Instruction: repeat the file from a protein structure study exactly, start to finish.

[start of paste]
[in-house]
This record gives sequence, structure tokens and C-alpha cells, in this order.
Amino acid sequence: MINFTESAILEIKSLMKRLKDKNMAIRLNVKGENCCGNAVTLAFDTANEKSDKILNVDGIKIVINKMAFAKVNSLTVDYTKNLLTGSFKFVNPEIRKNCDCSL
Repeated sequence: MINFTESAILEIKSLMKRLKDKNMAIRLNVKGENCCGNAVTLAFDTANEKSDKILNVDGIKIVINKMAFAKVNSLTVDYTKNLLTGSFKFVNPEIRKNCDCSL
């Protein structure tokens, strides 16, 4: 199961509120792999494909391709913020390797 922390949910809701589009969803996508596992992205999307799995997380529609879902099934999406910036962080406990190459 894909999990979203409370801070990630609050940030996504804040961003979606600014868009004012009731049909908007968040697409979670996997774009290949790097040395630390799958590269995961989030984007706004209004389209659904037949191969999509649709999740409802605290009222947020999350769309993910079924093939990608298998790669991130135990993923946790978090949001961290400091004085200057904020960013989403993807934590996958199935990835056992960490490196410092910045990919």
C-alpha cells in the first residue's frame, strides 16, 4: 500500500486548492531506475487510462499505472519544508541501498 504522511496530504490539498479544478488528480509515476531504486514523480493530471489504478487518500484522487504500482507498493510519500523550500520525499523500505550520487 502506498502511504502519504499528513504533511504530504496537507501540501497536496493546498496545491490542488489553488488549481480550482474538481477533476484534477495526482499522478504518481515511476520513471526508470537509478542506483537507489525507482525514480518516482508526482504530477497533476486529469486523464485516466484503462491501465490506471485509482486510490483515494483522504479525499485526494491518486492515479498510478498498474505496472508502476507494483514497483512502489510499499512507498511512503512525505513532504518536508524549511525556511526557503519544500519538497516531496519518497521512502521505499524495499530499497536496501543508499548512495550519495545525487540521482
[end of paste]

[in-house]
This record gives sequence, structure tokens and C-alpha cells, in this order.
Amino acid sequence: MINFTESAILEIKSLMKRLKDKNMAIRLNVKGENCCGNAVTLAFDTANEKSDKILNVDGIKIVINKMAFAKVNSLTVDYTKNLLTGSFKFVNPEIRKNCDCSL
Repeated sequence: MINFTESAILEIKSLMKRLKDKNMAIRLNVKGENCCGNAVTLAFDTANEKSDKILNVDGIKIVINKMAFAKVNSLTVDYTKNLLTGSFKFVNPEIRKNCDCSL
């Protein structure tokens, strides 16, 4: 199961509120792999494909391709913020390797 922390949910809701589009969803996508596992992205999307799995997380529609879902099934999406910036962080406990190459 894909999990979203409370801070990630609050940030996504804040961003979606600014868009004012009731049909908007968040697409979670996997774009290949790097040395630390799958590269995961989030984007706004209004389209659904037949191969999509649709999740409802605290009222947020999350769309993910079924093939990608298998790669991130135990993923946790978090949001961290400091004085200057904020960013989403993807934590996958199935990835056992960490490196410092910045990919």
C-alpha cells in the first residue's frame, strides 16, 4: 500500500486548492531506475487510462499505472519544508541501498 504522511496530504490539498479544478488528480509515476531504486514523480493530471489504478487518500484522487504500482507498493510519500523550500520525499523500505550520487 502506498502511504502519504499528513504533511504530504496537507501540501497536496493546498496545491490542488489553488488549481480550482474538481477533476484534477495526482499522478504518481515511476520513471526508470537509478542506483537507489525507482525514480518516482508526482504530477497533476486529469486523464485516466484503462491501465490506471485509482486510490483515494483522504479525499485526494491518486492515479498510478498498474505496472508502476507494483514497483512502489510499499512507498511512503512525505513532504518536508524549511525556511526557503519544500519538497516531496519518497521512502521505499524495499530499497536496501543508499548512495550519495545525487540521482